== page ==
Avoiding Burnout in Nursing
Published on the 04 April 2017
Published on the 04 April 2017
It often occurs in those who have high-stress jobs or those who tend to view their career as a priority, but everyone can experience it.
Nurses fall into the high-stress category, and burnout is a common term in the field. But what exactly does ‘burnout’ mean?
For bright-eyed, less stressed nurses it might just be a foreboding term of times to come, but understanding burnout might be a key in preventing it.
Burnout can best be defined as an emotionally, physically, and/or mentally exhausted and drained state of mind. This is caused by overextending one’s self or an overload of stress.
It can come from a variety of sources; from a traumatic event with a patient, to seemingly endless 12 hour shifts; it may not be as easily avoided as you’d think. It can also come from external sources.
Many people who face burnout have pressure coming from their personal life as well. This could be due to illness in the family, stressed relationships, or even moving house.
It’s important to note that burnout isn’t a sign of weakness, it’s something even the most passionate, selfless nurses can experience.
So, how can you avoid or prevent it? Here are some tips to help:
On an even more basic level: do you prefer working alone or with others, and do staff meetings aggravate you?
It all comes down to personal preference. Think of the thing you dread doing the most; that’s probably the most likely thing to cause burnout. When you identify this particular task, or set of tasks, it’s important to start your burnout prevention.
Another large contributor to burnout is loss of purpose. Nurses each have their own reasons for choosing their profession but many share the common desire to help people.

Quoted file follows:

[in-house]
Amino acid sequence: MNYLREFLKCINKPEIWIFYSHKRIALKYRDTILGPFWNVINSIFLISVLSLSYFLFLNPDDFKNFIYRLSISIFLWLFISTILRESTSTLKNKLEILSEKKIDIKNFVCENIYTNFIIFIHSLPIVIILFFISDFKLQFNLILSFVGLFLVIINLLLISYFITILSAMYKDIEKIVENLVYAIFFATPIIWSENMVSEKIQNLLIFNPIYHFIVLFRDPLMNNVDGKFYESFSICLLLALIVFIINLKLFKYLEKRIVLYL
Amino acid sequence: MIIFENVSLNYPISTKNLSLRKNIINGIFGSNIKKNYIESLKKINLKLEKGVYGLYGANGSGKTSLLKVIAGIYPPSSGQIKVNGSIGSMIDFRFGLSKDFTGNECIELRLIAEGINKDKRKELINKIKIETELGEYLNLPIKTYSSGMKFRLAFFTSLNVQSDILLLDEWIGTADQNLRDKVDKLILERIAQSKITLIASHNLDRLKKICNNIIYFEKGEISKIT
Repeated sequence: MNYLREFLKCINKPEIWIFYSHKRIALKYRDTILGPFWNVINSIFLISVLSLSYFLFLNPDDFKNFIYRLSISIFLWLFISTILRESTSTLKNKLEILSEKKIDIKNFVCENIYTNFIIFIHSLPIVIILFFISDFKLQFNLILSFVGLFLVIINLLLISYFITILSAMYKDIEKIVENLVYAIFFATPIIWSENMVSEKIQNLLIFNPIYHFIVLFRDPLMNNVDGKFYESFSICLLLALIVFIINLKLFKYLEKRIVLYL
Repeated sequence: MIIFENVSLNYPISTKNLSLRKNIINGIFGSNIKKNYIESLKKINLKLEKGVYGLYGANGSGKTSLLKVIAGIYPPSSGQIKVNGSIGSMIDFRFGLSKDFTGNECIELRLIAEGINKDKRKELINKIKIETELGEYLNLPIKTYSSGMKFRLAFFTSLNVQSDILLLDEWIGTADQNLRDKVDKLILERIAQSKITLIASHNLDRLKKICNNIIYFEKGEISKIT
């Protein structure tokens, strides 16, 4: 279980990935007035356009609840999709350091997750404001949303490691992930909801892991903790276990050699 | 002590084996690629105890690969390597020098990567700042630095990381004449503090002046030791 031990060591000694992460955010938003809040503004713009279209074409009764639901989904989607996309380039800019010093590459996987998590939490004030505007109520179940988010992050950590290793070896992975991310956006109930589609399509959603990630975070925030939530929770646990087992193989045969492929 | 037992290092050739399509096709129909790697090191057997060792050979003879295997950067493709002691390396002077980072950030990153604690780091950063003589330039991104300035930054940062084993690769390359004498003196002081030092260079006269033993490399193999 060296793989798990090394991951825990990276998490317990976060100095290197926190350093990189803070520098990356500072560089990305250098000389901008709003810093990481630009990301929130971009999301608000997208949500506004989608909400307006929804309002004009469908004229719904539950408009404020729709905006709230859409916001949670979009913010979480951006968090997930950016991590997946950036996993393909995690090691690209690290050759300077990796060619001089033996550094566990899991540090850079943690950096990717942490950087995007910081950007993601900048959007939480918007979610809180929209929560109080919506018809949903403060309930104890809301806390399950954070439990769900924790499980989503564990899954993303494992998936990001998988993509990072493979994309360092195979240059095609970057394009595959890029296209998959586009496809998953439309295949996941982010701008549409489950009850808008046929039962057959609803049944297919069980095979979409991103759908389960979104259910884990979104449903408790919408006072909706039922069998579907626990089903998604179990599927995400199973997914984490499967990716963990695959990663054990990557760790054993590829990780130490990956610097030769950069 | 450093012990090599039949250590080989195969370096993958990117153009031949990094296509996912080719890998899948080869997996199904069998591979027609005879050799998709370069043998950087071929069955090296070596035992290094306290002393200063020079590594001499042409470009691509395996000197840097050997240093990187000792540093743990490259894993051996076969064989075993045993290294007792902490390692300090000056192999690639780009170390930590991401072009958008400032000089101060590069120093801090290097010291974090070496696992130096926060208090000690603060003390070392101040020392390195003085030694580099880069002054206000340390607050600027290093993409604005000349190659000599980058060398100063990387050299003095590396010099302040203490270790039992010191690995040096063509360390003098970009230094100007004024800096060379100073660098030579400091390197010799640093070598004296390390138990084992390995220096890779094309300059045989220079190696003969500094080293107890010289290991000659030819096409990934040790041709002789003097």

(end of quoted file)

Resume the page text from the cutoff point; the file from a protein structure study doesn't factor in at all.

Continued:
Even then, losing purpose is possible. For example, there will be cases where a patient will die, regardless of what you do. This can make some nurses feel like they have no control or power to help, which might make them feel like their job has no purpose.
This could also occur with a patient who is chronically ill and is seeing no relief. If you start to feel this loss of purpose, make sure you take a step back and remember why you chose to become a nurse. It might even help to write it down so that you have it easily accessible.
Sometimes it’s hard to pull yourself out of the situations that wear you down the most, but doing so will help you identify and solve them more quickly.
A third contributor to burnout can be your lifestyle. Are you taking work home with you, whether literally or mentally? Have you taken a vacation recently? Do you constantly feel exhausted?
The best thing to do is to find hobbies and activities that help you decompress and relax. For some, it might be reading a book, for others it could be going to the gym; it just depends on your personal preference. Doing so will bring you more peace of mind at work and will help you leave the stress at the workplace.
Burnt out nurses are never a good sign. It shows itself negatively to your patients and it can drag your whole team down.
To avoid nurse burnout, a quality employer invests time and effort into their employees’ mental and physical states of being. Here are some things to look for:
Burnout is a difficult condition to deal with. However, if you spot it early and take all of the necessary steps to prevent it, you can avoid running into it and its negative effects.
Nurses need to make sure they take care of themselves so that they can properly care for their patients, and their employers need to do the same to ensure a healthy work environment for their employees. Doing so will make everyone happier, sure of the career path they chose, and ready to rise to any challenges that can come up along the way.
Rachel Stires is a media relations specialist for the Management Training Institute. She enjoys talking about trends in management and how industry leaders can make the most of the opportunities available to them.